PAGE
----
Six days after getting my new Internet service in Ivins, Utah, I managed to kill my Internet connection. I did it by unplugging the cable modem’s power brick and plugging it into a surge protected power strip. The cable modem refused to boot after that. So, instead of writing about my adventures with a powerline modem as promised in the first part of this article, I’m now writing about the events surrounding the restoration of my Internet service after my cable modem died.
How do I know the cable modem died? Back off man, I’m an engineer! In other words, the cable modem did not flash its front panel LEDs in a manner that told me it was booting up and connecting to TDS Telecom, my ISP. I tried repowering the cable modem several times. Each time, it would flash its three front panel LEDs aqua, and then settle into a mode with one lone LED lit a nice bright blue. It did not proceed from there and it did not get warm.
Had the cable modem been alive, I’d have expected to see the blue LED start to flash, followed by lots of flashing by the other two LEDs, followed by a steady green “connected” LED and a flashing green WiFi LED. Instead, I got a steady blue LED of certain death. Giving up on my own troubleshooting prowess, I called the TDS Telecom help line, where I reached a very helpful individual who guided me through the standard script, written for subscribers who do not know what they’re doing.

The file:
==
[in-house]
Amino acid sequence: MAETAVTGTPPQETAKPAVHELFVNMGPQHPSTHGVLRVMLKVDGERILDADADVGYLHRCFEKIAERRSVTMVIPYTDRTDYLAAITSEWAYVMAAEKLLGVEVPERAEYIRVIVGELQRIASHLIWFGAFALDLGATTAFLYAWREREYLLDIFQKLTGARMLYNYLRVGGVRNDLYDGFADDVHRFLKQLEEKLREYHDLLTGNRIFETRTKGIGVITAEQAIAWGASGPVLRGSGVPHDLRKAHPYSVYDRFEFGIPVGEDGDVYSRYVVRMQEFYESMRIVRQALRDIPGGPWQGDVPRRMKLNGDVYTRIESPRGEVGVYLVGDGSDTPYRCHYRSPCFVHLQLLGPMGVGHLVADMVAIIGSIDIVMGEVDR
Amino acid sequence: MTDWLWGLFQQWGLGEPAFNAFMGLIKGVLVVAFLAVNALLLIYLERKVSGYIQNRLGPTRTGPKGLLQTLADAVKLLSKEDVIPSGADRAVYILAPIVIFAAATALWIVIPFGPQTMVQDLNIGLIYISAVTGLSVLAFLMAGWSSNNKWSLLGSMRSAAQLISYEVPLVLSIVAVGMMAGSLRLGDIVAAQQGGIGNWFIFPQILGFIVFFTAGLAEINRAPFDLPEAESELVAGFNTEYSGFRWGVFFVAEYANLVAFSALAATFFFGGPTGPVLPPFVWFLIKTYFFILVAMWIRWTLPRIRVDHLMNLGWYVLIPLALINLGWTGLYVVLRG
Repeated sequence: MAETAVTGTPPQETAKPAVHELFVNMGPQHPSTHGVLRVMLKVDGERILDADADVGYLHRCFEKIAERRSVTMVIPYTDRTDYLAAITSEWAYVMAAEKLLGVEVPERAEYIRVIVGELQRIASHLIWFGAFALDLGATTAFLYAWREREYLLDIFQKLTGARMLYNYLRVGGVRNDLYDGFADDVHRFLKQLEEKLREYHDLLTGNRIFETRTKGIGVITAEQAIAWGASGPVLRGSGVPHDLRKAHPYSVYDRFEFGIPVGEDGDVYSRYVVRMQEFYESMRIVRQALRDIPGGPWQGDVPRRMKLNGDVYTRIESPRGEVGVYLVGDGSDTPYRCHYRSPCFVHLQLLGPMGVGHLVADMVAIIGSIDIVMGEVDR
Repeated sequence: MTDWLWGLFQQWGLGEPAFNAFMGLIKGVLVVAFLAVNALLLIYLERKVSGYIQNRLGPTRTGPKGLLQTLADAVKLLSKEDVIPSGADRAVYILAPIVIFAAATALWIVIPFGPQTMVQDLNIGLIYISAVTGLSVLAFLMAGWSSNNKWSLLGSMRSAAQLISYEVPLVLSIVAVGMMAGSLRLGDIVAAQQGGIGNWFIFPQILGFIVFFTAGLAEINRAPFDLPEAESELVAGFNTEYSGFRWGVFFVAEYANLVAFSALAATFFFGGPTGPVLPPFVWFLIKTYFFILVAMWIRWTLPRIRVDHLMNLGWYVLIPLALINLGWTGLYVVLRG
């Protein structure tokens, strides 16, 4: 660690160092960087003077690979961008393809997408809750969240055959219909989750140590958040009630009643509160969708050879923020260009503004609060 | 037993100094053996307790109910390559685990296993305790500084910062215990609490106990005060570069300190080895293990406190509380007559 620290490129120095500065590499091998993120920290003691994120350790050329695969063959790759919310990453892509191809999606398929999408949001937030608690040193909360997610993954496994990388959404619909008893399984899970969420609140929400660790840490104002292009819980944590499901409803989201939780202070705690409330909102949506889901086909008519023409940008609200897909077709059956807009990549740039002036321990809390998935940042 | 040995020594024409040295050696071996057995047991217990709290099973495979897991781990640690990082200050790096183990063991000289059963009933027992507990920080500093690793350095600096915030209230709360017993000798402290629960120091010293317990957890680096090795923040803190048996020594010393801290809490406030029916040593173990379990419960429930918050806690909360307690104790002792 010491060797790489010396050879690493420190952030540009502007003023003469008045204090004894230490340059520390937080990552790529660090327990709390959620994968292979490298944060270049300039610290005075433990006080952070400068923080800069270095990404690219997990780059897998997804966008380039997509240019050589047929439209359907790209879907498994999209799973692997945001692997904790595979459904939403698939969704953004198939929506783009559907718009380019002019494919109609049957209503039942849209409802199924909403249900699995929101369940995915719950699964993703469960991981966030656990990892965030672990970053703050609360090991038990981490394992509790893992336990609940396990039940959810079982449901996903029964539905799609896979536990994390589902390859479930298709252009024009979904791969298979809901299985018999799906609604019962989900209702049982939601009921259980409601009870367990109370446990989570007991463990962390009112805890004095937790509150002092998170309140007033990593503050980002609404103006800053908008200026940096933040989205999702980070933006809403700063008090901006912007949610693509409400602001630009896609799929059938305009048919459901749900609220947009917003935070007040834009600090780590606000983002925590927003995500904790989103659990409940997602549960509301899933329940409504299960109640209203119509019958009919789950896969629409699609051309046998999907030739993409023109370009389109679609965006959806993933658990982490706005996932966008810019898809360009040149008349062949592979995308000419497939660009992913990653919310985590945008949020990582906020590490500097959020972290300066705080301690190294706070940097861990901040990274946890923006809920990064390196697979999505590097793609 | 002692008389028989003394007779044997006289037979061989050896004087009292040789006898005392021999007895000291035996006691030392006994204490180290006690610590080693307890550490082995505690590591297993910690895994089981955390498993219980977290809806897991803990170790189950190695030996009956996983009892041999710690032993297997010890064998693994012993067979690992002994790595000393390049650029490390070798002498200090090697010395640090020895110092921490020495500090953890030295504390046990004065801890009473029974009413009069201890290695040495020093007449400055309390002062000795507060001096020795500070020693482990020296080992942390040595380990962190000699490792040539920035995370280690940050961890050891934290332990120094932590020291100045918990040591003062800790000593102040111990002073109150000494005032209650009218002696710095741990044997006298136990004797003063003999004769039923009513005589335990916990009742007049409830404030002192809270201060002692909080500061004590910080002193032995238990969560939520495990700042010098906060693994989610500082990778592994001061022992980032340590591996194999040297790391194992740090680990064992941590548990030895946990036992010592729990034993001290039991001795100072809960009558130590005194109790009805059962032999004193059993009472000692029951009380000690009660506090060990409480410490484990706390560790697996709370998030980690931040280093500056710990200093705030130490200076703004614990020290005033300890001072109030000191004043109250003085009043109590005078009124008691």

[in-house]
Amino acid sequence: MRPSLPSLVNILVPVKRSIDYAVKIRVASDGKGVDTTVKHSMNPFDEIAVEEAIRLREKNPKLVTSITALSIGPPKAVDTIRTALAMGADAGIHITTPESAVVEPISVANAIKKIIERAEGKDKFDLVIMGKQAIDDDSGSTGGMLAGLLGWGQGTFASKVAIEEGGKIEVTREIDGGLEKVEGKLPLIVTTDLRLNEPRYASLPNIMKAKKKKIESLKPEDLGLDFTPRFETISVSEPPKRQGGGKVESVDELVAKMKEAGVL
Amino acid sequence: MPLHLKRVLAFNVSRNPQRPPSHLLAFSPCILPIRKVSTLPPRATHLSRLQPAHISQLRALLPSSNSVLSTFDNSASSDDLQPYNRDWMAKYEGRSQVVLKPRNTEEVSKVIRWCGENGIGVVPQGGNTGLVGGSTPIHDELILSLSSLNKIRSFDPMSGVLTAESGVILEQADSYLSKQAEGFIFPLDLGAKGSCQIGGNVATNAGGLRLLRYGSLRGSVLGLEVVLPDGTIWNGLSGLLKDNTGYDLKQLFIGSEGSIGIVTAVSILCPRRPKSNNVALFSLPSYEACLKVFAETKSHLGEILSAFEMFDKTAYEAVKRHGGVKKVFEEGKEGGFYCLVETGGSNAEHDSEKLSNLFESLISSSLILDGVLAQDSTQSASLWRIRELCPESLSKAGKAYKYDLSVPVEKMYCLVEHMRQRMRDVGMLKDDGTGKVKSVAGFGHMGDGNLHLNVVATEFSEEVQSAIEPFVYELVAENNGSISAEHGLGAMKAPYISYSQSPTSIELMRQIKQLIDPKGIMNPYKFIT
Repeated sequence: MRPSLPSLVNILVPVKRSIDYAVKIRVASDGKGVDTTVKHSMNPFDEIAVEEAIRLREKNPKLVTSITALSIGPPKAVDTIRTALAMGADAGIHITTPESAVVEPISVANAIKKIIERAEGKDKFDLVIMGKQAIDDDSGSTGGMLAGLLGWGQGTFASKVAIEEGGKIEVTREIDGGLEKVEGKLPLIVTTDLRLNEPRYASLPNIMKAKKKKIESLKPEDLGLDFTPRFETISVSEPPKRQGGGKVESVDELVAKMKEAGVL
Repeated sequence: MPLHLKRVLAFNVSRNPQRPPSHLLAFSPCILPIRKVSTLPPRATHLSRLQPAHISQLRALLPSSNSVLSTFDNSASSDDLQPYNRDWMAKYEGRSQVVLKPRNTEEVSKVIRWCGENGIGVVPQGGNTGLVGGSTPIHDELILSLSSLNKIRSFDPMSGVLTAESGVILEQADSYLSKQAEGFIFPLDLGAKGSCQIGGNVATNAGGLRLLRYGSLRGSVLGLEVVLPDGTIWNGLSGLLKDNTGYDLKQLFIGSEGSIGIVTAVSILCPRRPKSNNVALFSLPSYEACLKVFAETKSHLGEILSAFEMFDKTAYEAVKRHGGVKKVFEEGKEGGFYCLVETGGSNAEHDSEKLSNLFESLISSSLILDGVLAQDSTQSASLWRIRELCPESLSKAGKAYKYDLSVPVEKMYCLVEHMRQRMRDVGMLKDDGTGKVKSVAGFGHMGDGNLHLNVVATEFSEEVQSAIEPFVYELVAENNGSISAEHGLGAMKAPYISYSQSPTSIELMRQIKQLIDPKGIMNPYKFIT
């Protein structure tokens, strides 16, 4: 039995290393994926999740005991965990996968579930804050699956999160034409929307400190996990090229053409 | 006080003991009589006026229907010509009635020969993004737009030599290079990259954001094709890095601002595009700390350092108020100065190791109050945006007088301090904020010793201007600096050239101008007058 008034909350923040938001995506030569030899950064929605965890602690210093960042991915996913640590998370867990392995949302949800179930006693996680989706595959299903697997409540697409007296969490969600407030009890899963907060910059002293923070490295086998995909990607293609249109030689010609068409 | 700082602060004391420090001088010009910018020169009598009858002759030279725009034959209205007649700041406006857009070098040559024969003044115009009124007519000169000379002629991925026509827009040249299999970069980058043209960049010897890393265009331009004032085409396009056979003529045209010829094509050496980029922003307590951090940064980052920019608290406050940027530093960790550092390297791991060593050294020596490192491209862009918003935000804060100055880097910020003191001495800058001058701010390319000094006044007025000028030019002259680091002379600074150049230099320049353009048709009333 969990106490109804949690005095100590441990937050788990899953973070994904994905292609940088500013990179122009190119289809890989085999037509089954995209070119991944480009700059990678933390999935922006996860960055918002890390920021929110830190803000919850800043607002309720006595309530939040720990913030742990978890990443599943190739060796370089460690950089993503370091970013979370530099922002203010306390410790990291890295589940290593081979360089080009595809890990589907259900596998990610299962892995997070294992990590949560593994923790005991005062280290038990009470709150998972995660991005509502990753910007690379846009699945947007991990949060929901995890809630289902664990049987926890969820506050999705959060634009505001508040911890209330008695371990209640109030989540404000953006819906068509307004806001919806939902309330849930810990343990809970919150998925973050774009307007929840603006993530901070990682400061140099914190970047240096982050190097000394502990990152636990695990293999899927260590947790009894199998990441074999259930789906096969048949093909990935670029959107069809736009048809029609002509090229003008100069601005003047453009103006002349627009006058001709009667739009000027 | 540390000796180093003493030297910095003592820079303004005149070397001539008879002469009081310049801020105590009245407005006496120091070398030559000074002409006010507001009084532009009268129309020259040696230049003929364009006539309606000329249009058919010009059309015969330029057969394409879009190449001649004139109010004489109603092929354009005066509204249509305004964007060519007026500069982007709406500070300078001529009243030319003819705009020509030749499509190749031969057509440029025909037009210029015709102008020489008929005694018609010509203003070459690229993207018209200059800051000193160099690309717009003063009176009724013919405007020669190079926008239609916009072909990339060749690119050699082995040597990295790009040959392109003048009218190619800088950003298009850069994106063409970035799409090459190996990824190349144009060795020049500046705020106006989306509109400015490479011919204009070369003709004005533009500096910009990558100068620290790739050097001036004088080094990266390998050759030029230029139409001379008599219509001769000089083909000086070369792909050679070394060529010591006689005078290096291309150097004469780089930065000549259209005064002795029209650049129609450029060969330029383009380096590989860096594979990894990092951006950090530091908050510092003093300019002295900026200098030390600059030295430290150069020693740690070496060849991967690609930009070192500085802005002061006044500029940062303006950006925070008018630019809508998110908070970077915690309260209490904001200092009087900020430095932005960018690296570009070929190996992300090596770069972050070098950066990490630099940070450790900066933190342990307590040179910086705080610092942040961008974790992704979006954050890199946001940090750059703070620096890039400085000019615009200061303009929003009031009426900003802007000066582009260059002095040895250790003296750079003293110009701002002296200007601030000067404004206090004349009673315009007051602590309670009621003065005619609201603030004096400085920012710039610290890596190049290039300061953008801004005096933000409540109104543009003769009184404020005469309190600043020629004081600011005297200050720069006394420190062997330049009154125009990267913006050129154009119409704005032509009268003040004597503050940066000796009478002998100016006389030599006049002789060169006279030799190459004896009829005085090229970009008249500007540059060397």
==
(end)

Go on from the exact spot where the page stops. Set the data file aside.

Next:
- Did I power cycle the cable modem? Yes.
- Did I check to see that the coax cable was fastened tightly to the back of the cable modem? Yes.
- Could I press the reset button for no more than three seconds? Yes.
After several of these attempts, which produced no positive results, the TDS Telecom service representative came to the same conclusion that I had reached: time to send out a technician who knows more than the script. She scheduled one for the afternoon of the following day, with a two-hour arrival window. I had called late on Thursday, so I was grateful to get such fast service.
Kevin the TDS Telecom technician arrived smack in the middle of the arrival window. He drove up in a large service truck with a powered ladder. If I’d had a pole to ascend, he was ready. However, in this housing development, our unsightly cables are all buried. He’d need a Mighty Mole machine to reach those, and I haven’t seen one of those since I read Cave Carson comics back in the 1960s.
In any case, Kevin got out of his truck and asked me why I’d called. “I’ve got a dead cable modem,” I replied. “I killed it by unplugging it and plugging it into a surge-protected power strip.”
“Couldn’t take a surge protector? Let’s see it,” he said. I took him to the patient.
The first thing Kevin did was to test the signal strength coming in from the cable with a handheld meter sprouting a coax lead. The signal strength looked fine, as I expected, which ruled out everything but the cable modem. Then Kevin power cycled the cable modem and got the same three results I’d gotten: zero, zip, and nada. He then gave me two choices: I could have a new cable modem or he could try to revive the old one. I’d already experienced the 6-day MTTF of the old one, so I opted for the new one.
Ha ha. Joke’s on me.